2104 Book #20 – Brothers in Battle, Best of Friends, by William Guarnere and Edward Heffron

In case you couldn’t tell, I’ve been on a bit of a Band of Brothers kick lately. I finally read the book that the series was based on, and that led me to start reading the memoirs of the guys from Easy Company. I almost wasn’t going to do a book report on Brothers in Battle, Best of Friends, the combined memoirs of Bill Guarnere and “Babe” Heffron because I didn’t want to bore people with my obsession, but as I finished it I realized I had a lot more to talk about than just the experiences of Easy Company.

brothers in battle

Now, I’ve read biographies before. I’ve read a few books by living celebrities about their lives and early years. But I don’t think I’ve ever read a straight-up memoir before. Bill and Babe’s book is definitely a memoir, and it was a whole new experience to me. I believe this is the first time I’ve read a book penned by a pair of old men (or at least narrated by them and recorded by a writer). Let me tell you, it was awesome!

As a fiction writer, I really appreciate the way these two characters were developed, from their childhoods growing up poor in South Philly to their experiences of war to the way they lived the rest of their lives after the war. It was a fine example of how even the lives of ordinary people (not that these two are ordinary) provide a gripping narrative.

What I absolutely adored as a reader was the voice of these two men. Each section, be it Bill’s or Babe’s, felt as though I was sitting in the living room listening to my Granddad’s friends talk. You could practically see the guys as they talked. Their tone was conversational and no-nonsense. The grammar was what they would have used and the words were the ones you just knew they would have bandied about on the street corners or in the bars of South Philly. It was like being with them.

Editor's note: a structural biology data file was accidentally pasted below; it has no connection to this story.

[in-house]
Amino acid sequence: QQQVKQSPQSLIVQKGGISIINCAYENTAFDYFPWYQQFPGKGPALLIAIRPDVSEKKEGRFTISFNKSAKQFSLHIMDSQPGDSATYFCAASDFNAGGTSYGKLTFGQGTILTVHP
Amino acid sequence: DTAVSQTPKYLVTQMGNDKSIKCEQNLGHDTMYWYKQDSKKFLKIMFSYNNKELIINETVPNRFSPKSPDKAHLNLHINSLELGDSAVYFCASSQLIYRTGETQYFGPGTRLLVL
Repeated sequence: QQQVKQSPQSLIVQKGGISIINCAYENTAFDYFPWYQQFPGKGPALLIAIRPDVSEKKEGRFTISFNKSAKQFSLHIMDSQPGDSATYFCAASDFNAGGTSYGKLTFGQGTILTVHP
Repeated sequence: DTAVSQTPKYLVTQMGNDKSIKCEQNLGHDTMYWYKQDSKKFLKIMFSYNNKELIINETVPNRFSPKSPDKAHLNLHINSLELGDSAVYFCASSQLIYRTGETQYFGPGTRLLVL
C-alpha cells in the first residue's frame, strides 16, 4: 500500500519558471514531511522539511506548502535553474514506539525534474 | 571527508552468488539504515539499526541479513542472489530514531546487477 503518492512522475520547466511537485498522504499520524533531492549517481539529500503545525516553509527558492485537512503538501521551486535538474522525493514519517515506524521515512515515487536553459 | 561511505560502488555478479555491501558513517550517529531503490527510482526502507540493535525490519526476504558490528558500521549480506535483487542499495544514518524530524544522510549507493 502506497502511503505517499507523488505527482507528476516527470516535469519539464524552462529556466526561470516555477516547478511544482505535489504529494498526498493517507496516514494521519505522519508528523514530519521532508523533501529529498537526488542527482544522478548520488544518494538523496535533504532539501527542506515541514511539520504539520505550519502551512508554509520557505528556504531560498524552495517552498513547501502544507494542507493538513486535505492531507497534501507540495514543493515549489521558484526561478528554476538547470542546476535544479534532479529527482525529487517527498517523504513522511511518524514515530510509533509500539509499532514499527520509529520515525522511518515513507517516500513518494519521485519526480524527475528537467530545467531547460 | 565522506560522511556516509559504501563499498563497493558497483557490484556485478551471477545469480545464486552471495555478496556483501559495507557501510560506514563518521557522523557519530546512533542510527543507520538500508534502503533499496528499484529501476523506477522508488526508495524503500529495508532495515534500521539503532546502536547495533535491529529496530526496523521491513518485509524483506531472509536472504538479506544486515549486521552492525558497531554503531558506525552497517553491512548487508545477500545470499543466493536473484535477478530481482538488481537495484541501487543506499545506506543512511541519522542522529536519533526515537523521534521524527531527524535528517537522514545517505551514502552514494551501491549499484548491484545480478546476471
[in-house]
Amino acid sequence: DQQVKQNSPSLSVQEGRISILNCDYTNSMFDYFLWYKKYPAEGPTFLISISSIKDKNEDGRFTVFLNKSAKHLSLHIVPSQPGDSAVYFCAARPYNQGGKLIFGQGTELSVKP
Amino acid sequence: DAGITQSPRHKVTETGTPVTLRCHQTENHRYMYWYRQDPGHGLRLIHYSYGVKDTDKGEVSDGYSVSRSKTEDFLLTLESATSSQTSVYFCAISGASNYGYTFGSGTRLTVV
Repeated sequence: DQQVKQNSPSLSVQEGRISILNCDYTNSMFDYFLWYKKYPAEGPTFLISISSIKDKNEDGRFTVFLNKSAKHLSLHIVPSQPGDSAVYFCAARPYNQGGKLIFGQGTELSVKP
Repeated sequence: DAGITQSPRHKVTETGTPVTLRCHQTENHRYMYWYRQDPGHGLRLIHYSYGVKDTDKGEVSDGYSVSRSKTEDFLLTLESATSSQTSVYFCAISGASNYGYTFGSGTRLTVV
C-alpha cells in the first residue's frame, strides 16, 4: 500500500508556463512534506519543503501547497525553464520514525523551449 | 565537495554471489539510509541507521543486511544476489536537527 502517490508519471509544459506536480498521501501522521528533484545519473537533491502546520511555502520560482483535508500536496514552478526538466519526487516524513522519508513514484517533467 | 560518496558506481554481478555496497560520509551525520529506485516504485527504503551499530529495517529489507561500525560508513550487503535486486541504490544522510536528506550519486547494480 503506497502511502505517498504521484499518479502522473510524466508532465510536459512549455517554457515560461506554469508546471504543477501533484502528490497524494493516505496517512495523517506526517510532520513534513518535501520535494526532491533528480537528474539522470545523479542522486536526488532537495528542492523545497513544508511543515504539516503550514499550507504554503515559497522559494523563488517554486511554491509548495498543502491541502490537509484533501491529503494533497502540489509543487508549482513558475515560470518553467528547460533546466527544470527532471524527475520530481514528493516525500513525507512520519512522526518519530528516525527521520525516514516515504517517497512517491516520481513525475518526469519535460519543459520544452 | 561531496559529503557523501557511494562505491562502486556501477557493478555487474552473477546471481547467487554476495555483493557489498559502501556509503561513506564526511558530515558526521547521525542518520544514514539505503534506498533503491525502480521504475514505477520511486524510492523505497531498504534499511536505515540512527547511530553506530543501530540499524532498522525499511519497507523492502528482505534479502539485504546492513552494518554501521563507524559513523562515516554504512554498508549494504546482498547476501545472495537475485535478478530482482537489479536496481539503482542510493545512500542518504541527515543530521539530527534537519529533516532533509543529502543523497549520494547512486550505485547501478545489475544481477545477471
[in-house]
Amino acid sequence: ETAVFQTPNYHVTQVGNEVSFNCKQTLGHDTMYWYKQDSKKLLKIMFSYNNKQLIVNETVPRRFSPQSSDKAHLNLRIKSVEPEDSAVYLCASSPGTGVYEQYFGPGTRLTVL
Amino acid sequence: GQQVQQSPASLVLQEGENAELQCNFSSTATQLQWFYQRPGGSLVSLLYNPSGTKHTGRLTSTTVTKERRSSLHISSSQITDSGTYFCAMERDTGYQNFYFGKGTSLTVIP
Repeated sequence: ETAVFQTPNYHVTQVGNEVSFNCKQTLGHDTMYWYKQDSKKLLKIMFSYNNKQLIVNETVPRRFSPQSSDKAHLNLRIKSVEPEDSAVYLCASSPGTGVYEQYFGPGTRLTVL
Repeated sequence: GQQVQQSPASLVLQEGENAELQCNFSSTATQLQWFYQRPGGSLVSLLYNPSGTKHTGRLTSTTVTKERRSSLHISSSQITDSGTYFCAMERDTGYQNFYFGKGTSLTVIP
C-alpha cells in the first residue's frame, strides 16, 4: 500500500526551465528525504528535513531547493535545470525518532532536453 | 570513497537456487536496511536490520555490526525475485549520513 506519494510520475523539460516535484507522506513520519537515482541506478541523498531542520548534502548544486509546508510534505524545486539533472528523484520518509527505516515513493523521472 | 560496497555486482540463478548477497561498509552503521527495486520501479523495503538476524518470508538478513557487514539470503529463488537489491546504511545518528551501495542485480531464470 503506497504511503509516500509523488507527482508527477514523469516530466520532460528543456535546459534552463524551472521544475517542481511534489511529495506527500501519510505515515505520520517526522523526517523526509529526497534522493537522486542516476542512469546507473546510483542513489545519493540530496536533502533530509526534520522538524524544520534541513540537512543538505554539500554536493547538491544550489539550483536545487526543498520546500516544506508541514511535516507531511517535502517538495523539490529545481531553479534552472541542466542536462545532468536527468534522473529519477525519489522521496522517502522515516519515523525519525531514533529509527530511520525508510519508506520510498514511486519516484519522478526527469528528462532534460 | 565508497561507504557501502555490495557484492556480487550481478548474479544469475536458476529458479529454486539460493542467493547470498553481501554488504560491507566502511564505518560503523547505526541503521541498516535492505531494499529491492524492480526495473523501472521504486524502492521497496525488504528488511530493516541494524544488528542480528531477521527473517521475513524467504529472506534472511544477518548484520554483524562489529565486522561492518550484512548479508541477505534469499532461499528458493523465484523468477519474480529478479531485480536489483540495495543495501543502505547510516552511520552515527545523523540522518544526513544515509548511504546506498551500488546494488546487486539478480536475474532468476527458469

I was completely sucked in! And let me tell you, I was particularly taken with Bill Guarnere. I’ve always sort of identified with him in the series because he was from Philly, my hometown, but man! He was awesome! His mindset and attitude toward the war and toward life was remarkable. He really got in there and did what he had to do, diligently and effectively, to win that war. He was a leader in so many ways, even more than the series portrays.

He was also a total character! He pulls no punches as he relates the pranks he pulled, the vast quantity of women he entertained during the war, and the single-minded love that he had for his girl back home (even as he was “entertaining” all those women). His reflections on the battles he fought are sharp and moving, and the way he talks about losing his leg and everything that happened after that is awe-inspiring. The man was a crackerjack. Judging by the photos from his personal collection that he included in the book, he was pretty darn hot as a young guy too! I think I have a total crush on him now.

I have a whole new respect for Babe too. I felt like I didn’t know him as well just by watching the series, but Babe was a man with heart. And it’s heartbreaking to read the way he talks about some of the things he experienced in the war: losing friends, nearly killing (but not) a young German family, the girl he fell in love with in Austria. It’s all so moving!

Reading Brothers in Battle, Best of Friends has given me a whole new appreciation for memoir as a genre. It’s also given me a much deeper understanding of the generation that fought WWII. I’m really beginning to see why they’re called The Greatest Generation. They’re certainly tougher than my generation and the current young generation because they had it much harder. I look forward to reading more memoirs now, about these guys and beyond.